Company towns have existed in America since before the Civil War, where a single firm provided services from housing to employment. This concept is re-emerging as ultra-wealthy elites are seeking to create settlements according to their own vision. For example, Elon Musk has proposed plans to colonize Mars with his SpaceX company, requiring a captive workforce. However, there are risks associated with trusting a single CEO with such control.
A new book by Kelly and Zach Weinersmith, “A City on Mars: Can we settle space, should we settle space, and have we really thought this through?” explores the challenges of creating settlements on the red planet. The authors discuss housing arrangements in company towns and the potential for abuse when workers’ housing is tied to their job. This structural dynamic has historical and unique impact in space settlements.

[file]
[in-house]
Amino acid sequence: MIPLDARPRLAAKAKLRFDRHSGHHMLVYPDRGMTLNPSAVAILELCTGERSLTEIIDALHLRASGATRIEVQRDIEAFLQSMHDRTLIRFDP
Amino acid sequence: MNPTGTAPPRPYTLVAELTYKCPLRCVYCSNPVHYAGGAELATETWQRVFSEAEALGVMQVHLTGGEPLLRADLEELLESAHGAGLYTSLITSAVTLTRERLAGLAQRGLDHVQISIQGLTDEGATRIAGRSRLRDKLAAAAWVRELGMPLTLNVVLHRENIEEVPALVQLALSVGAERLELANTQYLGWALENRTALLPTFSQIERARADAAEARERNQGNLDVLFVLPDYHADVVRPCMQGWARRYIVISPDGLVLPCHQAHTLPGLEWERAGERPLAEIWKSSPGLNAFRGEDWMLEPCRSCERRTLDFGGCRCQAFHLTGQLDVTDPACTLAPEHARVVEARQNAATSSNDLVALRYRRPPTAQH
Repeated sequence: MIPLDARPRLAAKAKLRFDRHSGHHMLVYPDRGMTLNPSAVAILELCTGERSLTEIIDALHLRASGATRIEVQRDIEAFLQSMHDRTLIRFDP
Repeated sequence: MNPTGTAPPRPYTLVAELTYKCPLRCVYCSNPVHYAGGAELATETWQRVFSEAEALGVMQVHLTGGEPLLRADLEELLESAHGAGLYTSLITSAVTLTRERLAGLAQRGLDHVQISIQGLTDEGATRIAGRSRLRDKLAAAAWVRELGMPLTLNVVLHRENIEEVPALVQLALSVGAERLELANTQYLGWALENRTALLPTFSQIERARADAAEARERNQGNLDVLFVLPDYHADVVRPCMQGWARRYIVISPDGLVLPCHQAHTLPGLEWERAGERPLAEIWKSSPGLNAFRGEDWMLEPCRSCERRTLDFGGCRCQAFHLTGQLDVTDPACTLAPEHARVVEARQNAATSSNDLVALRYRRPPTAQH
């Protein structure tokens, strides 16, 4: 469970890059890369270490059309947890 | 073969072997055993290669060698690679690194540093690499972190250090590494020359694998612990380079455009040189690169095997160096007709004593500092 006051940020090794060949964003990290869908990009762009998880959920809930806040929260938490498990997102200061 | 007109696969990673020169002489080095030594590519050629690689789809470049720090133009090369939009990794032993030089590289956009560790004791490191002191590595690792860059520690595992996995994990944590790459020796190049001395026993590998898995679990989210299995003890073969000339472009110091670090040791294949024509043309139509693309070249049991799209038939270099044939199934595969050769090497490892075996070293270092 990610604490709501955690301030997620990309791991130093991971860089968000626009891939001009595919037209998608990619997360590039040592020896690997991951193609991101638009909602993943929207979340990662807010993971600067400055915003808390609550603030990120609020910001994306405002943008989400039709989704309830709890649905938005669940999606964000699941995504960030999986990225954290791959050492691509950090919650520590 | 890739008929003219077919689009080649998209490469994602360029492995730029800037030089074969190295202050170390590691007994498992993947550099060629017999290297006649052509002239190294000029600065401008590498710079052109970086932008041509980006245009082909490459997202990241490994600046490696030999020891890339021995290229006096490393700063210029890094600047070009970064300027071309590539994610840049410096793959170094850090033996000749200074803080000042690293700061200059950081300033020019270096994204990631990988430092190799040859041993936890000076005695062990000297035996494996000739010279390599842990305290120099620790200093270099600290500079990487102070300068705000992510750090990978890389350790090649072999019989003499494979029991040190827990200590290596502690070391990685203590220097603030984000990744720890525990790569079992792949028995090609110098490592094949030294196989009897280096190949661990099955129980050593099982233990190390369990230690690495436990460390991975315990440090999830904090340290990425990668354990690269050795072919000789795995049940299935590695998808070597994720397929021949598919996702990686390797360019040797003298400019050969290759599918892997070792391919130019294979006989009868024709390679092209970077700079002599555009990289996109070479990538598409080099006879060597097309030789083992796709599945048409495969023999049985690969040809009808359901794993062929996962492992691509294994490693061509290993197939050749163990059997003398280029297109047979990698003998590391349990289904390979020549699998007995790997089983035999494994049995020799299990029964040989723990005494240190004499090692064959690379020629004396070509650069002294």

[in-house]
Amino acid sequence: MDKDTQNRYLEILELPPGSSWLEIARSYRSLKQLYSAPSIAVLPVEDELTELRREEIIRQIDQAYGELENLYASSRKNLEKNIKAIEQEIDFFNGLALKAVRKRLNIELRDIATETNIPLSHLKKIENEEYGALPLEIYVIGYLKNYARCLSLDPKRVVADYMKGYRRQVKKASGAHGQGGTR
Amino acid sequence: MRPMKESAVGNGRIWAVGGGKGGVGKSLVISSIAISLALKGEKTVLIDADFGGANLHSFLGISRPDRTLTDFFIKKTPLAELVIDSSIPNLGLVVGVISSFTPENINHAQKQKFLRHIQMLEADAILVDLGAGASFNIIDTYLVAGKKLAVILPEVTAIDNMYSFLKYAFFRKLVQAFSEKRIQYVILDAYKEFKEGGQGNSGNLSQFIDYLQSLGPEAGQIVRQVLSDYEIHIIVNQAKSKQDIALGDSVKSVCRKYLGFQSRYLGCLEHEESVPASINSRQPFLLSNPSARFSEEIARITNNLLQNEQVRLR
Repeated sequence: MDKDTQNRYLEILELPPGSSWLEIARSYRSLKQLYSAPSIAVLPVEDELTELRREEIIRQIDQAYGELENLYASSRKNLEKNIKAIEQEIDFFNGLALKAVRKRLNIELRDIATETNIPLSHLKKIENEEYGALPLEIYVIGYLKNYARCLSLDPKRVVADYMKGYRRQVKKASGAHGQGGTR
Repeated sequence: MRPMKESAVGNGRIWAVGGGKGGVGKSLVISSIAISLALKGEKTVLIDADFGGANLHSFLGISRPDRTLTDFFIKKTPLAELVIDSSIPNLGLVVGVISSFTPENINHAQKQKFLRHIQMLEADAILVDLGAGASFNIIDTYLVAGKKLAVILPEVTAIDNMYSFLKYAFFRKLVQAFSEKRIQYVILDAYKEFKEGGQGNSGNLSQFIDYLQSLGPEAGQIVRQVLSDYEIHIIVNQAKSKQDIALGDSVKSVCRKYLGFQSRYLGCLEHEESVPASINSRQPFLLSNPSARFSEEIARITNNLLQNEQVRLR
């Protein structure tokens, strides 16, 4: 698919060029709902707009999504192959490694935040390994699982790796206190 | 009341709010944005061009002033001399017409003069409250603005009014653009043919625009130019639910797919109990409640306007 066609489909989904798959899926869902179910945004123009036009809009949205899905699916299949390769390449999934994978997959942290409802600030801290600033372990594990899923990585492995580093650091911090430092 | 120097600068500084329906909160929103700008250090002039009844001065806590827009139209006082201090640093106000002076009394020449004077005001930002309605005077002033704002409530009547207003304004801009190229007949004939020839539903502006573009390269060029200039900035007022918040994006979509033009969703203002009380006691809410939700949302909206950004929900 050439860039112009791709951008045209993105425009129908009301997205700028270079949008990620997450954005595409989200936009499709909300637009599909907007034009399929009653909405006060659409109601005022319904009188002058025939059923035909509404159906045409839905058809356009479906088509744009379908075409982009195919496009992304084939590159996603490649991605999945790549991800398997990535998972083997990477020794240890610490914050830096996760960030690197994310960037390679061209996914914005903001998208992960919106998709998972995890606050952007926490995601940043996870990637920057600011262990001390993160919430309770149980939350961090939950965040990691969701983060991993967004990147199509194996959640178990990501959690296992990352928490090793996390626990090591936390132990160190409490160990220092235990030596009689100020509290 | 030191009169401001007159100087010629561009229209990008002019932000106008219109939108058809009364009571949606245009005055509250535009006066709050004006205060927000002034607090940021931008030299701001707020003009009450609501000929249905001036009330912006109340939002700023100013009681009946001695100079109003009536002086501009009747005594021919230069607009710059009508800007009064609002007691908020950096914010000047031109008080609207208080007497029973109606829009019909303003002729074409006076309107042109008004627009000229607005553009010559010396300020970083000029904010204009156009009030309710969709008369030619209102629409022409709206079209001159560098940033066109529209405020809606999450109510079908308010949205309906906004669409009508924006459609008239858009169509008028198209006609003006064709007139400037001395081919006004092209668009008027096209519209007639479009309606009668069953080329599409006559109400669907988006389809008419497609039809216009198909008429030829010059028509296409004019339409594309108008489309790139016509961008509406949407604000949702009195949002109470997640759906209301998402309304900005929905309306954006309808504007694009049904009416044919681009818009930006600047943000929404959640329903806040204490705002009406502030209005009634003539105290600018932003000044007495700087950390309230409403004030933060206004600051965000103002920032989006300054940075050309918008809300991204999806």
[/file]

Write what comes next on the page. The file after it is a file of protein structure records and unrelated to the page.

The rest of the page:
In company towns, the company often provides housing and other amenities to attract and control workers, which can lead to a power imbalance and potential abuse. The Weinersmiths argue that this dynamic can repeat in space settlements, where companies must provide amenities to retain a workforce, leading to significant control over employees’ day-to-day lives. They also note the potential for mistreatment in such settlements, even if the company is not inherently evil.